• Consider using LA and AA in combination with hot water of between 72 °C and 85 °C or steam between 82 °C and 99 °C.
  • A concentration of 2% LA can reduce up to two folds of Salmonella on pig carcasses.
[38,39,40]
United States of America To determine the effectiveness of eight antimicrobial compounds including LA and AA in a laboratory.Beef surfaces
  • Small beef processing plants
  • 2% LA used on beef surfaces by pressurized handheld OA spray equipment
  • Decontamination plans using both LA and AA are affordable and simple to apply at small processing plants.
  • The combination of different treatment plans such as use of chlorinated water and organic acid at different stages of the slaughter program should be investigated.
[41]
TurkeyTo compare the inhibitory effects of various decontamination agents at different OA concentrations on Listeria monocytogenes contaminated raw beef samples.Beef
  • Beef samples contaminated with L monocytogenes were exposed to different concentrations of LA 1–2%, AA 0.1%
  • Two percent LA provided the most effective inhibition of L monocytogenes.
  • Inhibitory to the effective implementation of a contamination plan includes selection of proper OA, pressure and solution temperature.
[42]
MexicoTo investigate microbial adaptation to OA as antimicrobials to control Salmonella in meat and poultry products.Poultry
  • Literature review on the use of the OA to control Salmonella in meat and poultry products
  • Salmonella spp. could develop an adaptation to LA and other OA.
  • OA treatments are not optimal, and sub-lethal conditions can induce the development of adapted or resistant strains to OA.
[43,44]
CanadaTo investigate microbial decontamination of raw and ready-to-eat meats using OARaw and ready to eat meat
  • Literature review discussing the adoption of new technology adoptable to reduce microorganisms in fresh and processed meat
  • Uncontrolled implementation of decontamination plans could hinder the appearance and taste of meat products.
  • Appearance degrading treatments can be applied to manufacturing meat that will be further processed.
[44,45]
SingaporeTo establish different intervention technologies ensuring microbial safety of meatRaw meat
  • Literature review on possible safer meat-producing strategies adoptable by the meat industry
  • Solutions of LA and AA (1% to 3%) are commonly used successfully for beef and lamb.
  • These OA may be applied as single mixtures or a combination in carcass wash facilities.
  • Steam or water sprays could be used as an applicator.
[46,47,48]
SpainTo investigate effective control and treatment plans for Campylobacter in abattoirs.Poultry
  • Literature review on existing controls adoptable by EU countries for poultry slaughter
  • A combination of hot water, LA, acidified sodium chlorite or trisodium phosphate resulted in reductions of between 50 and 90% of microbial growth.
  • A two log10 reduction would lessen the risk to humans by more than 90%.
  • Application of these interventions during slaughter could totally eliminate Campylobacter in meat.
[49,50]
United States of AmericaTo establish the efficiency and effect of different concentrations of LA, AA, citric and propionic acid dipping solutions on bacterial contamination of raw chicken skinPoultry
  • Chicken skin dipped in 108 cfu/mL of salmonella, E. coli and listeria for 30 s then treated with different concentrations of OA ranging between 0.2, 0.4, and 0.6%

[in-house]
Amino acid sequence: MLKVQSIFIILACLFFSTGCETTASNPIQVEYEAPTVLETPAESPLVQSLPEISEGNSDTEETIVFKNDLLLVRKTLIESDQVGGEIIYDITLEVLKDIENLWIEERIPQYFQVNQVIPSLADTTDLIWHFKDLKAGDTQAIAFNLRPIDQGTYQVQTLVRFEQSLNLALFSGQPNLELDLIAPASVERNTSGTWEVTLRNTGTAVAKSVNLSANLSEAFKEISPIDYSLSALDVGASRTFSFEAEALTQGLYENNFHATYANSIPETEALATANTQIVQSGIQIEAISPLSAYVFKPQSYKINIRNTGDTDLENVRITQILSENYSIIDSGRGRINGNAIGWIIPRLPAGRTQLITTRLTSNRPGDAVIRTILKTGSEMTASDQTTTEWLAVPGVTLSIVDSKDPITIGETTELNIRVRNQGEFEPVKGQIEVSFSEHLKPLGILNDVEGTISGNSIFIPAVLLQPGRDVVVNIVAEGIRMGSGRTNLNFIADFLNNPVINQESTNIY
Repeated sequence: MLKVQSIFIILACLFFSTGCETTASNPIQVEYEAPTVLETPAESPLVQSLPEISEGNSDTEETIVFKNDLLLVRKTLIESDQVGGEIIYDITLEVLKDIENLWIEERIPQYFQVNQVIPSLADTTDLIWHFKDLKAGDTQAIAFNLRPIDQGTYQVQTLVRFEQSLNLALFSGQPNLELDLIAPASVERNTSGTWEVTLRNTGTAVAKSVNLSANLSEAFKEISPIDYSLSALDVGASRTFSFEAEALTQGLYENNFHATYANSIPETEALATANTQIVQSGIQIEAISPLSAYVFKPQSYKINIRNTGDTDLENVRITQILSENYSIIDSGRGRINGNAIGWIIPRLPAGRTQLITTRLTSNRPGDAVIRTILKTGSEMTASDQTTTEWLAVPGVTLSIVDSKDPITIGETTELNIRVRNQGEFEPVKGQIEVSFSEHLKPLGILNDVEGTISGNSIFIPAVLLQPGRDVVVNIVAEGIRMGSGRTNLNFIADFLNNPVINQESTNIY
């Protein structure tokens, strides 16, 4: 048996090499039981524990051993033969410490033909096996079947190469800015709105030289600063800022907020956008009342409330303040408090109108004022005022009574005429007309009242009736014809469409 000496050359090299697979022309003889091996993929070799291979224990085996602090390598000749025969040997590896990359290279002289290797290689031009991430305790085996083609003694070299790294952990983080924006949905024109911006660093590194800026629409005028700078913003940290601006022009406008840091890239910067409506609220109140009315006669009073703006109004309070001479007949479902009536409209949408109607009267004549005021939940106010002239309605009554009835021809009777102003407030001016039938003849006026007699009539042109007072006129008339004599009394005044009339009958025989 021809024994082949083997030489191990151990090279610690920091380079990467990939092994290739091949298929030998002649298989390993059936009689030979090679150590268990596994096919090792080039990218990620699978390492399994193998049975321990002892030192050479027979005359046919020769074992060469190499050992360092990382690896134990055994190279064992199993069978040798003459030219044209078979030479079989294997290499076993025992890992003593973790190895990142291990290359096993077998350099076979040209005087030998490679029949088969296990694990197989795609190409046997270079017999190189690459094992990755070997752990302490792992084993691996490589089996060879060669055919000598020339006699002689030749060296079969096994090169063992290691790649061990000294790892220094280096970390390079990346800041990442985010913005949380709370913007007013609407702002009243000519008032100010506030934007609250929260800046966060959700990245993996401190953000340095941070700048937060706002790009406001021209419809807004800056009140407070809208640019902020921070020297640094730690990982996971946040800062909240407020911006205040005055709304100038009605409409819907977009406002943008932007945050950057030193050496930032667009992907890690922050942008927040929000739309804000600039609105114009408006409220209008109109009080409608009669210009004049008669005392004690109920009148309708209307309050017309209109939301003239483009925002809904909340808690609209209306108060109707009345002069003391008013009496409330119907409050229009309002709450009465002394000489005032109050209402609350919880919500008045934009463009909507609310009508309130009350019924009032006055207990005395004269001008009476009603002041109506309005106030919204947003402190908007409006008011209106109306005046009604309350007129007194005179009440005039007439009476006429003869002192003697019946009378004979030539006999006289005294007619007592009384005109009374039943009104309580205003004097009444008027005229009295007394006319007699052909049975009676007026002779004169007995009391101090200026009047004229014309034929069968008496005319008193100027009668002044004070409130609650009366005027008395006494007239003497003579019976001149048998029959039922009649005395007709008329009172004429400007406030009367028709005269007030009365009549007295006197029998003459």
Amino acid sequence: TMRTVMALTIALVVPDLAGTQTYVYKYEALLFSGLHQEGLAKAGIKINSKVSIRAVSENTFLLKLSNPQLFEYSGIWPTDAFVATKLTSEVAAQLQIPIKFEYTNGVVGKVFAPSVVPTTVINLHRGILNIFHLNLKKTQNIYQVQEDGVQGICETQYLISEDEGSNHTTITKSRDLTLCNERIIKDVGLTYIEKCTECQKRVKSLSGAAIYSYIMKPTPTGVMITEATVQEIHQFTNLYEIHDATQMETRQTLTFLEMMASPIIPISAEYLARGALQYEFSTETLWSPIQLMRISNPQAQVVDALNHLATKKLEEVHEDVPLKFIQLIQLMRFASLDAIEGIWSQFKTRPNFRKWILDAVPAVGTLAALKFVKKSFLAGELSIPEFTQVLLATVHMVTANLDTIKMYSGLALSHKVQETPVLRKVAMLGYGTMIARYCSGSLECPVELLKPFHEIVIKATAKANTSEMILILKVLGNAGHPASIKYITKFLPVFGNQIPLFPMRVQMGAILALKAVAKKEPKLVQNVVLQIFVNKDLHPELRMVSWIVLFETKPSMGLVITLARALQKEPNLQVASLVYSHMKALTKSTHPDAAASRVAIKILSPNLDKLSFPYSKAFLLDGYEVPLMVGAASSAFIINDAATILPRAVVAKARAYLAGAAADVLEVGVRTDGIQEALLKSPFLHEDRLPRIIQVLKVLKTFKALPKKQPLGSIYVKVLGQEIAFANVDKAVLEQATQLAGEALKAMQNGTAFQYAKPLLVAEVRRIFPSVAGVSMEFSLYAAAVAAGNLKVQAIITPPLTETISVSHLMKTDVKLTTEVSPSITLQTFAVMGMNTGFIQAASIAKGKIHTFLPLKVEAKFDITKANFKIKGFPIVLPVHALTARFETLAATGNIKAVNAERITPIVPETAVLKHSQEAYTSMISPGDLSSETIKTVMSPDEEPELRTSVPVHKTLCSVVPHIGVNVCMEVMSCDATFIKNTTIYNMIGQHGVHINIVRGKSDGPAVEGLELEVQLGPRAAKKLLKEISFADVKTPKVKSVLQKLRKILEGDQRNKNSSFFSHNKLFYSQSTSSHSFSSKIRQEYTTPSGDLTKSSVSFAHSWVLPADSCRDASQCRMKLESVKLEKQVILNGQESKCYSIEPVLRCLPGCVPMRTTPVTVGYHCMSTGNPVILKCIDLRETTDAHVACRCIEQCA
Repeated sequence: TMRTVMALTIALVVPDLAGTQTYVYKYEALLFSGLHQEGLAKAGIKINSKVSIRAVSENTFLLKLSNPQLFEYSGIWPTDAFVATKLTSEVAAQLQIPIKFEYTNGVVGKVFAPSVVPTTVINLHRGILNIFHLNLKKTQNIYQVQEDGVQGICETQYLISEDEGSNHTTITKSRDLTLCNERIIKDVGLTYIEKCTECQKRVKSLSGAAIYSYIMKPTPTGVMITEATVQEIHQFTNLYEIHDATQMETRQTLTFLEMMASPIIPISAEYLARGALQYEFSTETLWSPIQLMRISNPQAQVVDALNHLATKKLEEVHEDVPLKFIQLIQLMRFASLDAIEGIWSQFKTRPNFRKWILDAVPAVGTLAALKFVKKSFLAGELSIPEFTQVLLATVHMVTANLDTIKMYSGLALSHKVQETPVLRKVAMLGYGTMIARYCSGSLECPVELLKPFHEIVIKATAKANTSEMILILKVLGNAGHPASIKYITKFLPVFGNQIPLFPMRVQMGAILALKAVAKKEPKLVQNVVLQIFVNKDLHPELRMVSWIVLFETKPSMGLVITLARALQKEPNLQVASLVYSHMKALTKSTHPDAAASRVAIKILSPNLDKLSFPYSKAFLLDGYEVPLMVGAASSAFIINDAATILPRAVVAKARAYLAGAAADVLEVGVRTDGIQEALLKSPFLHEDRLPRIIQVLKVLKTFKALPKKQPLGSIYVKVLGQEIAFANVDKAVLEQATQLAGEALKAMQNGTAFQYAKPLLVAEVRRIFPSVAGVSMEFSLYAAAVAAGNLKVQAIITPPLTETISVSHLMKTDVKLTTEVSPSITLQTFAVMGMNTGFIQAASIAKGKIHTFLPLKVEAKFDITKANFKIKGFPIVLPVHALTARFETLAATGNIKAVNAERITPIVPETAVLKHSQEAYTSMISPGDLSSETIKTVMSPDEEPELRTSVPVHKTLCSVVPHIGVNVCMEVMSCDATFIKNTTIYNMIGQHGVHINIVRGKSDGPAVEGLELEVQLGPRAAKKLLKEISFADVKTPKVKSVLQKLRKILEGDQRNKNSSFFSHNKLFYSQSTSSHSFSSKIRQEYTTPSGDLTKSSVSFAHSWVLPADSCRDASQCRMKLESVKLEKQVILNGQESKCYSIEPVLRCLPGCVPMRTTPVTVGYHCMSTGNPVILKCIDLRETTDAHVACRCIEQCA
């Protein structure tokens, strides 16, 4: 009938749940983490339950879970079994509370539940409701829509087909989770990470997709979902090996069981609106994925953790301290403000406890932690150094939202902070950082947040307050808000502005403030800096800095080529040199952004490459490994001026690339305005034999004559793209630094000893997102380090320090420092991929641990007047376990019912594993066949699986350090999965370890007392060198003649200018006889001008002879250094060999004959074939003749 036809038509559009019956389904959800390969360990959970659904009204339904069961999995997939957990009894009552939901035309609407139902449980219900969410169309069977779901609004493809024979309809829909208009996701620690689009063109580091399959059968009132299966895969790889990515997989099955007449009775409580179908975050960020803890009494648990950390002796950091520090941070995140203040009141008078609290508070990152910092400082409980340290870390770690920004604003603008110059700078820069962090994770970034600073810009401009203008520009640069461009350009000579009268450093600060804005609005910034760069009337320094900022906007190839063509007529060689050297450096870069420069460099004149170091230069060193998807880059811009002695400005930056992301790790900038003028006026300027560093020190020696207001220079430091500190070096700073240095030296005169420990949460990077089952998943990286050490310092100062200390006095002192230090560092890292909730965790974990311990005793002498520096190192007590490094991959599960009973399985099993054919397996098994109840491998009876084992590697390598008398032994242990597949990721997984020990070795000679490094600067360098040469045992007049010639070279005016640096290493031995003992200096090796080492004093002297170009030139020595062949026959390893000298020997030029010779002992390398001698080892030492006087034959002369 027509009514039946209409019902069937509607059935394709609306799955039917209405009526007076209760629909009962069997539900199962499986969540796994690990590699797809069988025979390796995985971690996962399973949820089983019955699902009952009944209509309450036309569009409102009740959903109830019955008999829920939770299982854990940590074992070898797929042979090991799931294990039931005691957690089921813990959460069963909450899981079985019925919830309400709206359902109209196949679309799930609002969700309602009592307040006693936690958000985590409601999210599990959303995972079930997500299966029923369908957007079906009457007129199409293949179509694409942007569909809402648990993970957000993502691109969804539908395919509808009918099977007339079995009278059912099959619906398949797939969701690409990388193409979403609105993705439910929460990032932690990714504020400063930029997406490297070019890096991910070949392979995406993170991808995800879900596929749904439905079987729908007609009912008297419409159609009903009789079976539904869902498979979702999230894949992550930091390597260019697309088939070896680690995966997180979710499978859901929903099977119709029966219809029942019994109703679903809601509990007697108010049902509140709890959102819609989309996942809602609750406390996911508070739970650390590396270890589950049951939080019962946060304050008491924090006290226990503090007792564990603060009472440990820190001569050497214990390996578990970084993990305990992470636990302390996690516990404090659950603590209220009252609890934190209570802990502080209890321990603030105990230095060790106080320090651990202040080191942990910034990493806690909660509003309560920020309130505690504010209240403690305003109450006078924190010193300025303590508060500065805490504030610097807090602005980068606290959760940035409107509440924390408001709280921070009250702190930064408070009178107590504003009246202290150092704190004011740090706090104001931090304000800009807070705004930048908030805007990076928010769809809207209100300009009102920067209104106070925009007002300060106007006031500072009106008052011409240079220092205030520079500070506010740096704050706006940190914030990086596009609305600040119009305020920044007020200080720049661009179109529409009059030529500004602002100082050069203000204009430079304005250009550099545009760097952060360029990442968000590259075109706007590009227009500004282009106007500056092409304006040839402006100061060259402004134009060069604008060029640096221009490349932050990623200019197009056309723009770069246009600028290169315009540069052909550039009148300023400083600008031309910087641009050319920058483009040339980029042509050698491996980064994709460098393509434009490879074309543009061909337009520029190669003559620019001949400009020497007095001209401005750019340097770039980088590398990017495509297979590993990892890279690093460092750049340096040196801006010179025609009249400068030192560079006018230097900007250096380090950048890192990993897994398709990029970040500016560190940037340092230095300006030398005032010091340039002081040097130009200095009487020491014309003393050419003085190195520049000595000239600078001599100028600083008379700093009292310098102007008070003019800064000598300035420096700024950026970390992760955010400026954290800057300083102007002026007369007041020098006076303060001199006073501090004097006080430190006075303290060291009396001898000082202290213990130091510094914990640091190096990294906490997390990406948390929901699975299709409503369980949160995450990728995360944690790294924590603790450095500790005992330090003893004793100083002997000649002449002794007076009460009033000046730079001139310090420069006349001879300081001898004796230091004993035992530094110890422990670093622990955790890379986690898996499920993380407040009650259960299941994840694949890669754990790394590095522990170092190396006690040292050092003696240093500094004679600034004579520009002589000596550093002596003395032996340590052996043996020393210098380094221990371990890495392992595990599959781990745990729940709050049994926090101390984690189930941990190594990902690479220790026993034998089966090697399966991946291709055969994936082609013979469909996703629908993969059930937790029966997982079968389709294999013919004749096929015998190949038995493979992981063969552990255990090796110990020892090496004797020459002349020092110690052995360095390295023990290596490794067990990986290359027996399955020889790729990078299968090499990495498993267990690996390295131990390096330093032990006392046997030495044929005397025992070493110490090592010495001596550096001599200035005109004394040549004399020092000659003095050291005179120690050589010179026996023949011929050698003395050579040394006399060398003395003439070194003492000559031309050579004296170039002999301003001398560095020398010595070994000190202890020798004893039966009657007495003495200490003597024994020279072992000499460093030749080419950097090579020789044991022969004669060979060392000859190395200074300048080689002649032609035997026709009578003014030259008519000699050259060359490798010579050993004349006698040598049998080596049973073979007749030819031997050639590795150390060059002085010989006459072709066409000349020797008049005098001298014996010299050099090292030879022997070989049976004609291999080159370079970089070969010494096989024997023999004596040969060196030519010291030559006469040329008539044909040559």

• The concentration between 1 and 4% of LA and AA could be used to reduce the number of spoilage organisms and improve food safety properties of raw poultry skin.
[51]
United States of AmericaTo investigate the survival and adaptation of Salmonella spp. when subjected to acidic conditions on carcass surfaces.Beef and porcine
  • LA and AC at a pH ranging between 4.0, 5.0 or 6.0 incubated for between 6 to 48 h at 37 °C
  • Salmonella spp. can develop tolerance to LA and AA, especially at pH 5.0 and 6.0.
  • The developed or implemented plan must consider different microorganisms and different types of facilities.
[52]
GreeceTo analyse carcass decontamination strategies employable in slaughterhouses: a reviewMeat animal carcass
  • Literature review of possible carcass decontamination plans employable during slaughter
  • The selection of a type an OA, its concentration, application time and pressure should influence its efficacy to reduce microorganisms during slaughter at small facilities.
[35,53]
Sri LankaTo investigate the effect of natural compounds and acids on Salmonella typhimurium in broiler chicken meatPoultry
  • Chicken samples contaminated with salmonella at 1% solution of LA, AA and CA was treated for 30 s
  • Natural compounds (citric, acetic and lactic acids) showed a 20% greater reduction of colony count in broiler chicken compared to chemical compounds.
  • OA has an effect on S. typhimurium and therefore can be used for the decontamination process of poultry meat carcasses during slaughter.
[54]
United states of AmericaTo determine the bactericidal activity of lactic acid (LA), levulinic acid (LV) and sodium dodecyl sulfate (SDS) applied individually and in combination with Shiga toxin-producing Escherichia coli (STEC) under laboratory conditionsBeef cuts-experiments on trimmings
  • LA applied at a concentration of 3% to determine its efficiency at 21 °C to kill Escherichia coli (STEC) on beef trimming
  • LA, LV and SDS substantially reduced microbial contamination on beef trimmings of both pathogens, with no detectable E. coli O157:H7 or Salmonella typhimurium (<5 CFU/cm2) on beef trim pieces treated with lactic acid (LA), levulinic acid (LV), and sodium dodecyl sulfate.
  • Meat or temperature played a big role in influencing microbial load reduction.
[55]